‘Invest in research, people’-A A +A
Monday, April 28, 2014
THE ability of the country’s food companies to compete in the Association of Southeast Asian Nations integration in 2015 lies in research, equipment and people, an official said.
Joel Pascual, president of Premier Event Plus Group Inc. that organizes the World Food Expo (WFO), said in an interview during the eighth WFO in SM City Cebu last week that for local players to compete with neighboring food players, they should invest in research and development and upgrade their people’s skills.
“We can stand out if we choose to,” said Pascual when asked if the local food industry players can compete with neighbors in Southeast Asia.
With the Asean integration, there will be free movement of goods among member countries.
Pascual said investing in equipment is vital to further increase the production of food products. He added that not only should industry players invest in machines but also consider upgrading the skills of their employees.
“If you upgrade your facility, you upgrade your skills. The equipment must always match the knowledge,” Pascual said.
The official said that in food production, it is important to inculcate among farmers that not only should they harvest but also process their produce.
“Local farmers should think of ways to have products that are value-added. It’s not enough to harvest, it should be processed,” he said.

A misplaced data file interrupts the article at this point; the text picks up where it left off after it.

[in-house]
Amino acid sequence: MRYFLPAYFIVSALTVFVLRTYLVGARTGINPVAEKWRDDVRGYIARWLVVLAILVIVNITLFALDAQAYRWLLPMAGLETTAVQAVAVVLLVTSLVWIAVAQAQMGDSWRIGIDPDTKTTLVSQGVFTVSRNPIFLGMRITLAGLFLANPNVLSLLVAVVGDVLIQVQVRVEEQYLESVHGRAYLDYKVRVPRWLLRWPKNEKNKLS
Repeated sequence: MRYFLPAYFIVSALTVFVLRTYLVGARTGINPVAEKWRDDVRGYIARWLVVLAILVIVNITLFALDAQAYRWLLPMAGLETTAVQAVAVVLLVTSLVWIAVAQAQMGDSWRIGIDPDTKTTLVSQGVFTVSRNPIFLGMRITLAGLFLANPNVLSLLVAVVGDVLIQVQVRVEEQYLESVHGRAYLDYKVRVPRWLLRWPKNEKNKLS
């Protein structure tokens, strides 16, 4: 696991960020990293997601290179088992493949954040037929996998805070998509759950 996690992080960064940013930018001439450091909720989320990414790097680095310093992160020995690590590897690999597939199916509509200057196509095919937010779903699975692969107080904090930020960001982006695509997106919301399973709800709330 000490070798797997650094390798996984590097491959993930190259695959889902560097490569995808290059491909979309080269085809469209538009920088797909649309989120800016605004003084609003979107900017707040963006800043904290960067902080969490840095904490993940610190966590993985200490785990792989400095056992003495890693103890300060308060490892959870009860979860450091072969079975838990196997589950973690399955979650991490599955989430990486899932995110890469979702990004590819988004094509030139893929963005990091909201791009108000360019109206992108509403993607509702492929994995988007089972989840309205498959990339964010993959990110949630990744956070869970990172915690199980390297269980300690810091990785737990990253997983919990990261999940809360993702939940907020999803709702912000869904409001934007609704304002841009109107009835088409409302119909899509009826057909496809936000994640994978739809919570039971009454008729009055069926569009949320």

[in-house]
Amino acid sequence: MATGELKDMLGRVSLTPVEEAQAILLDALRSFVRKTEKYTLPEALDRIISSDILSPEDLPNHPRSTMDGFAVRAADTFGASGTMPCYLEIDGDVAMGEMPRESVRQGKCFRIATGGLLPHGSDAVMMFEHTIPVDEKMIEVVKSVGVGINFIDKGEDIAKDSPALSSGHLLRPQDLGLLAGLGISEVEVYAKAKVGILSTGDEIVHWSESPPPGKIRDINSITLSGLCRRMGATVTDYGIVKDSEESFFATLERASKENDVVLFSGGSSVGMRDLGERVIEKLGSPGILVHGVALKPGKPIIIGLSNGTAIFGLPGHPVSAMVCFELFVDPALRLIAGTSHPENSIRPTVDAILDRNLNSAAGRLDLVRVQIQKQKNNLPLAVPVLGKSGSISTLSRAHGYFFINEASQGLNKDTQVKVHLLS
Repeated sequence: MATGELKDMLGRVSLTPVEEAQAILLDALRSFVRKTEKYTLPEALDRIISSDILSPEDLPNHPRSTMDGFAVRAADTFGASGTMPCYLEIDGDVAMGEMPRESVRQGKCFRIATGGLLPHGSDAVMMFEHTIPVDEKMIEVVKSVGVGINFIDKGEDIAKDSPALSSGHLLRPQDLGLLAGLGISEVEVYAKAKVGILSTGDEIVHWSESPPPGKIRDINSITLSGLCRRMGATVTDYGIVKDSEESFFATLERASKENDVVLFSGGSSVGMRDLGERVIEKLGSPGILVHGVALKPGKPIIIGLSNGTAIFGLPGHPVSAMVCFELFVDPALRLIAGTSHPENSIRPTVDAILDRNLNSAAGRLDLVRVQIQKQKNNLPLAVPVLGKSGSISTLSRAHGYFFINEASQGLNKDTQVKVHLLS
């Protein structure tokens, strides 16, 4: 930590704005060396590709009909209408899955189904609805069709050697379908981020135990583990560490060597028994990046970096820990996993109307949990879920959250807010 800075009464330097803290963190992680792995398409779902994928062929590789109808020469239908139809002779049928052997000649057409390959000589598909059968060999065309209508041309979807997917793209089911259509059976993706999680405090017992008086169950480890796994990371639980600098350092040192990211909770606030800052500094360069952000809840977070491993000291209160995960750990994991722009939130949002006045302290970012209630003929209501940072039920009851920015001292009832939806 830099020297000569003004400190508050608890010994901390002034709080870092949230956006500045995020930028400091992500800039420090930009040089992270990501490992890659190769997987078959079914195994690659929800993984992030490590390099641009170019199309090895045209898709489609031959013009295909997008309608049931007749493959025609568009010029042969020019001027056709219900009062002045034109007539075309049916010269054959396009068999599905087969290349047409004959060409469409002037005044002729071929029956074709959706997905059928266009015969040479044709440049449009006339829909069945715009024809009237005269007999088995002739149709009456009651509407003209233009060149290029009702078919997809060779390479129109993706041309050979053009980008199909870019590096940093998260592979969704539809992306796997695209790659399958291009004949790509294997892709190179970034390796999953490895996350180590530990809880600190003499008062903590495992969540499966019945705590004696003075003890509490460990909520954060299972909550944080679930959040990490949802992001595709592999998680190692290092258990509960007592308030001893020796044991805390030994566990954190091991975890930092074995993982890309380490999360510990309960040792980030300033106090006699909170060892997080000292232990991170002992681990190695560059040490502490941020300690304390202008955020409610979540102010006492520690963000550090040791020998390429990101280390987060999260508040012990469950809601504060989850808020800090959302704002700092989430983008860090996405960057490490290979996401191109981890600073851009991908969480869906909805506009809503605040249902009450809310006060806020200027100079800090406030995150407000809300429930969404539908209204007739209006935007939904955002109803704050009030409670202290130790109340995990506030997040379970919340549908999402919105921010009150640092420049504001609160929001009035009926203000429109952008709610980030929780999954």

According to Pascual, Filipino farmers tend to just export their produce, which later on will be processed in other countries. The processed products are then sold back in the Philippines at a higher price. He said this should have been done by the locals themselves.
He said that by processing their own produce, farmers can earn more.
He cited as example tamarind from Thailand, which is now sold in the Philippines. It is gaining popularity among buyers, especially the tamarind pellets.
A Cebu product, the Choco Mangga or chocolate-dipped dried mango, is also attracting both local and foreign buyers.
Pascual said one box of Choco Mangga is sold at P500. He said he even brings it to the United States as pasalubong.
“I am proud that our local players are already innovating. Dried mangoes have been there for so long,” he said.
Pascual said that his organization is also holding talks with local government units and farmers in Mindanao, especially in Davao, on processing their harvest since these areas have big tracts of farm lands.
In Cebu, he said they are focusing on food service in hotels, restaurants, and resorts since tourism in the province is strong.
He said they are working on continuously improving food service since it is one of the factors supporting the increase in tourist arrivals.
“Food plays a vital role not only for survival, it is also our showcase to the international arena,” he said.
Filipino food is a unique cuisine compared with other Southeast Asian countries and has been “exciting” neighbors, he said.
“People are excited with our flavors. We are unique among our neighboring countries.. our cuisine is so different from everyone around us,” he said.
Last April 26 to 29, around 60 food exhibitors involved in food manufacturing, packaging and kitchen wares participated in WFO in SM City Cebu.
Pascual said that with their participation in expos like WFO, participants can create their networks of entrepreneurs who are in the same business as theirs, source the latest equipment for their business and learn from the experts in the food industry.
Published in the Sun.Star Cebu newspaper on April 29, 2014.